By Arthur Z. Schwartz
Ever since discussion of the L Train Shutdown, scheduled for April 2019, began, people affected have felt run over by the Government, be it the MTA, which is in charge of the subway part, or the NYC Department of Transportation, which is in charge of the street configurations above-ground.
We in the Village and West Village, along with our neighbors in Chelsea, began to experience the disdain the Government felt for us, when DOT announced in December that it was creating a “People Way” on 14th Street, from end to end, with buses only (and delivery trucks) 24 hours a day. Added into that was a two-lane protected bike path on 13th Street, which would barely leave the width of a car. No one who lives between 11th Street and 20th Street had a different reaction: “are you kidding?” The traffic which would be diverted onto our already overcrowded streets would be horrific. Trucks and cars, idling, honking, spewing exhaust, especially on the few east to west streets we have, 12th Street, 13th Street and 20th Streets.
DOT set up public meetings, and their staff listened as we griped. The meetings, organized around pretty diagrams in open spaces, like Our Lady of Guadalupe Church, were even attended by DOT Commissioner Trottenberg and NY City Transit President Byford. They yessed all of us to death, and didn’t change a thing.
Turns out they did the same thing to groups advocating for the disabled, who were upset that elevators were not being installed as part of the renovation projects at 6th Avenue, Union Square and 3rd Avenue stops on the L, or at three of the six L Train stops in Brooklyn. Even with a $1 billion pricetag (all Federal money) the MTA, which is renovating every station, couldn’t figure out how to make them accessible.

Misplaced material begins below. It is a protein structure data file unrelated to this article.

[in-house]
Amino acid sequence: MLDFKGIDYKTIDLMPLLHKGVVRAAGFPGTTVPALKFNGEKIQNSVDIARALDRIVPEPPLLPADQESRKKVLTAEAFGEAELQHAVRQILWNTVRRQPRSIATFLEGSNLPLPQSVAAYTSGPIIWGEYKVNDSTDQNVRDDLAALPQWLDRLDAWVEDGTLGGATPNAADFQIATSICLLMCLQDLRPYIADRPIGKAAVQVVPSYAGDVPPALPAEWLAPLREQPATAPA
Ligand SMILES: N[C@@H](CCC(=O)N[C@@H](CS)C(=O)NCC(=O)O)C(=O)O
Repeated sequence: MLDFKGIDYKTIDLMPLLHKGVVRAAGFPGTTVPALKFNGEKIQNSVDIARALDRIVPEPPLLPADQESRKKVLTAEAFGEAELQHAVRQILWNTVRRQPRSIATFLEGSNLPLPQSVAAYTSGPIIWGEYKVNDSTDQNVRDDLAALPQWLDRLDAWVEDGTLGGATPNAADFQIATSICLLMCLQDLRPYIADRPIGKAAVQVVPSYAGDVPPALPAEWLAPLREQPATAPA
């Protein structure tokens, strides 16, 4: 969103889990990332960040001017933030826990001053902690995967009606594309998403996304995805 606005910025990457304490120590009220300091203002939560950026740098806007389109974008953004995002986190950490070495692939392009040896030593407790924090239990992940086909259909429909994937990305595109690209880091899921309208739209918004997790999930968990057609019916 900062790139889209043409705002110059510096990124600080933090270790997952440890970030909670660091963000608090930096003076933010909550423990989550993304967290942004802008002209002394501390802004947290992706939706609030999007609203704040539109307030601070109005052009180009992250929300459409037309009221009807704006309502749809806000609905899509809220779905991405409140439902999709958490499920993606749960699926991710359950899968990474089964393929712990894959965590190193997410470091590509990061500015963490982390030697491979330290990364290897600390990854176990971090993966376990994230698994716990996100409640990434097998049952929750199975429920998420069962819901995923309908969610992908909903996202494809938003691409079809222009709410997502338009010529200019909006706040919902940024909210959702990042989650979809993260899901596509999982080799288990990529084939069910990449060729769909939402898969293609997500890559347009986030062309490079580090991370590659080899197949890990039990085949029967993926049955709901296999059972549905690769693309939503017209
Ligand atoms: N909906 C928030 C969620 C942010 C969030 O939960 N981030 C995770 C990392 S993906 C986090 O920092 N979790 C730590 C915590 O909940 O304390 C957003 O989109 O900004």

They did the same to the 250,000 people in Brooklyn who ride the L Train to Manhattan to go to work. They were told that a total shut down was the only doable alternative. But the L Train runs in two tubes under the East River; it could be done one at a time. Or it could be done on weekends and midnights. Yes, it would take longer, but there would be far less dislocation.
And then there are the folks on the Lower East Side. Seems in the AM rush and PM rush, the MTA will be running 50 diesel buses per hour(!!) over the Manhattan Bridge, connecting to Union Square via Delancey Street and Lafayette Street, one continuous wall of buses spewing fumes, and making streets uncrossable. And when folks down near the Bridge, or Delancey Street complained, they were told “too bad.”
But the law, at least as I read it, doesn’t allow such arrogance. Neither the MTA nor the DOT did proper environmental assessments under the National Environmental Policy Act (NEPA) or the NY State Environmental Quality Review Act (SEQRA). Those assessments had to result in a finding of “environmental impact,” and once that occurred an EIS (Environmental Impact Statement) was required. An EIS would require publicly accessible studies and data, public hearings, considerations of alternatives, and an outline of the environmental harm done.
But neither the MTA or the DOT did one. Astounding! So on April 2, 12 Block and Community Associations, four co-op boards, two disabled rights groups, and several representative individuals filed suit: 14th Street Coalition v. Metropolitan Transportation Association, in Manhattan Federal Court, with the intention of stopping the whole project in its “tracks” until proper environmental studies were done, and plans were made to make all subway stops accessible. Shutting down a $1 Billion project doesn’t happen every day. We will keep WestView readers apprised.
Arthur Z. Schwartz is the Democratic District Leader in Greenwich Village, and President of Advocates for Justice, a public interest firm which is handling the L Train Shutdown Lawsuit.